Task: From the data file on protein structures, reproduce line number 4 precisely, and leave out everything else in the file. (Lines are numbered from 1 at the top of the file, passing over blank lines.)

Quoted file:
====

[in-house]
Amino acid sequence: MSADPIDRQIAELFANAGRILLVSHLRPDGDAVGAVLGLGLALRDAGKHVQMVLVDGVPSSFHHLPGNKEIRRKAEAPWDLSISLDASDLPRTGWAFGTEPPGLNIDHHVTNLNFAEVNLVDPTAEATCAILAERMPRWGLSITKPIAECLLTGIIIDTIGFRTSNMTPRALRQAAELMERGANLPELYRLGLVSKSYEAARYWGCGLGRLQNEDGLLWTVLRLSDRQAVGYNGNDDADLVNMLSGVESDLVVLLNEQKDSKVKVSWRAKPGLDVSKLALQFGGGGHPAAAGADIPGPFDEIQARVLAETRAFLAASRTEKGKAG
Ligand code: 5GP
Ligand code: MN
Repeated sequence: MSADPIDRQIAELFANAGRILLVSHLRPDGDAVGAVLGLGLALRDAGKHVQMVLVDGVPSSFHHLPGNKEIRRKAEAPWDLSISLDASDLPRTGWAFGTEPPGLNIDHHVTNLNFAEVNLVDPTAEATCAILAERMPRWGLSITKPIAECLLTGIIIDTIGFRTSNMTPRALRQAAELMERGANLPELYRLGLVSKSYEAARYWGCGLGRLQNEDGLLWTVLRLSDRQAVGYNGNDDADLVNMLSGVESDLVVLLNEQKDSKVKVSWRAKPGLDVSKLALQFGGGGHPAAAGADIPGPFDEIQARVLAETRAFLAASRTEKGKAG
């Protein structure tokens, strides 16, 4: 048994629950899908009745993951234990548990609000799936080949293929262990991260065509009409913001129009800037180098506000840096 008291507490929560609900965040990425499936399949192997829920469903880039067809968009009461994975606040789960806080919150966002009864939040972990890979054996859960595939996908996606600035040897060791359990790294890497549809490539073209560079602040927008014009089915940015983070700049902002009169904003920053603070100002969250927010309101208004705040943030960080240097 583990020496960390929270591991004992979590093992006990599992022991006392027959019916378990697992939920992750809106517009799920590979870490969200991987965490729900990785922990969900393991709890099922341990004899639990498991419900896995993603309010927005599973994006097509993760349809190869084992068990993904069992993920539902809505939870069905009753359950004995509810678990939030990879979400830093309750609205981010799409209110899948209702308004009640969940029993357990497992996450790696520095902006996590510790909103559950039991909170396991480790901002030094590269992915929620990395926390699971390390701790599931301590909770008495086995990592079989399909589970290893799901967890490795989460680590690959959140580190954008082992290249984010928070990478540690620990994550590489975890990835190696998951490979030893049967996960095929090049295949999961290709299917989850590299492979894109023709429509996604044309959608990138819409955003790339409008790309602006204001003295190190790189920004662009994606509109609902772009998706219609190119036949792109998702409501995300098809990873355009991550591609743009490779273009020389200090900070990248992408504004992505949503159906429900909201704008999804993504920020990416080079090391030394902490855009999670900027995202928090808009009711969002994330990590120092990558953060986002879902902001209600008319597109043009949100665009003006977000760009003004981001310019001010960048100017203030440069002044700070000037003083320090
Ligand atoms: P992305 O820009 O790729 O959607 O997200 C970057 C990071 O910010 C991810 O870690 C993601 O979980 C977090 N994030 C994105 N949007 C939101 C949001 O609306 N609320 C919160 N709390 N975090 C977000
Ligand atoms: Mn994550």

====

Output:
Ligand code: MN